19 Little mention was made at the conference, as well, of the ground-breaking work currently being done on folk art by ethnologists in Europe (a good example is Barbro S. Klein and Mats Widbom, eds., Swedish Folk Art: All Tradition is Change, New York: Abrams, 1994).

20 More might have been included from other parts of Canada. Only one presentation dealt with French-language material, although there is now a massive scholarship on Quebec and Acadian folk art. As well, comparisons with work across the country might have added to the debate on the definitional scope of the term; scholars might have addressed work on other Canadian traditions such as Ukrainians, Germans, or even Anglos. How native art fits into this larger equation was not addressed either, but this becomes an issue for another conference.

21 Many of the speakers obviously had direct or indirect connections either with the AGNS itself or Nova Scotia generally. While this might have limited the usefulness of a conference in other circumstances, it led to an understanding of how interest in folk art emerged in Nova Scotia — all the key players were there — and thus the conference chronicled the institutionalization of this art form in the region — an unintended but welcomed effect of the meeting.

22 If there was a unity to the presentations, it was echoed in the keynote speeches and the folk artist panels. And this was that the use of the term folk art should, indeed, be over with. That what exists should be considered as art: not some hyphenated form of art (folk art, outsider art, naive art or whatever), not the art of the Other, but art, pure and simple. While this might not be new for readers of scholars like Glassie, its discussion at a conference of curators and collectors makes its consideration important and exciting.

23 It seemed to be a pleasant coincidence, then, that conference participants unintentionally reaffirmed what the Art Gallery of Nova Scotia has tried to do over the years — include the art of ordinary people alongside the art of the elite. How this intellectual sophistication can impact on the institutions of the art world remains problematic; we still have folk art galleries and collectors and festivals.

24 Perhaps the only stereotype that remained largely unchallenged at this symposium was that art (labelled in the past as folk) still seemed to be associated with painting and sculpture. Yet, some presentations did challenge this notion. Janice Rahn's paper dealt with graffiti murals in Montreal, Bruce Fergusson mentioned the art of Web sites on the internet, Pascale Galipeau discussed mass-produced and hand-painted plaster mould wall decorations. These are obviously encouraging signs that art is, indeed, all over.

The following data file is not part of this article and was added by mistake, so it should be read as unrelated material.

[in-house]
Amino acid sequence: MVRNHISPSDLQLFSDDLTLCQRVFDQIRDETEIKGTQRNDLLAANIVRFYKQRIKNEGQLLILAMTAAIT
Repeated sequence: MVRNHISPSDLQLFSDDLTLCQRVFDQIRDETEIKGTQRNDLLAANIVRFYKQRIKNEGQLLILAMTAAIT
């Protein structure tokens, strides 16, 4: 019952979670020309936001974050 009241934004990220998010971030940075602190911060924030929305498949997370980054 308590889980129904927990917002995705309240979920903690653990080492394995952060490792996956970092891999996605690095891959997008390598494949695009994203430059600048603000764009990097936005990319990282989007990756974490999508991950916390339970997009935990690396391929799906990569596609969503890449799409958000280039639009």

25 The Art Gallery of Nova Scotia plans to publish a conference proceedings. While this will add to the growing literature, it is unfortunate that some of the more informal presentations and exchanges by artists and collectors will not resonate with the same richness in print that they did in the informal contexts. But that is why conferences are the artistic events that they are. Bernard Riordan, Director of the Art Gallery of Nova Scotia, and Virginia Stephen, Conference Organizer, produced an important symposium that marks an important step to begin to think more critically about folk art research, collection and cuxation in Canada. Through their efforts, this important conference has begun a dialogue that hopefully will continue in the upcoming years.

26 Equally specialized, the Institute for Contemporary Canadian Craft, under the direction of Rosalyn Morrison, sponsored a three-day colloquium in Montreal, 21-23 March 1997, with the theme: "Common Ground: Contemporary Craft, Architecture, and the Decorative Arts." This is the second conference organized by the Institute; their first ground-breaking conference occurred in 1994, "Making and Metaphor," leading to a book with the same name published by the Canadian Museum of Civilization in 1994.

27 The Institute comprises people who are primarily interested in a very specific material culture: the world of the contemporary studio craftsperson. With this interest front and centre, the symposium heard themes recurrent among this community: what is the boundary (if any) between craft and art? How does a particular craft reflect a maker's ideals? Who decides canons of taste? What impact does the market have on production? While questions such as these might sound somewhat insular to the craft community, the Institute has tried to build bridges between practising craftspeople and academics who study craft in society. Thus, this conference included not only practitioners of craft, and practitioners of architecture, but anthropologists, folklorists, design historians, and cultural critics.

28 "Common Ground" had as one of its primary intentions the examination of links that exist between those involved in craft and those involved in buildings. It became immediately obvious that the term "craft" had different meanings for different groups. For craft practitioners, craft covered those elite objects produced by studio artists often for limited markets. When architects dealt with craft, they usually limited this to the surface decorations of a building, the installed decorative elements. These usages are quite different to the anthropological use of craft: often quite all-encompassing (even to include the craft of architecture), often made for either popular consumption or for individual household use.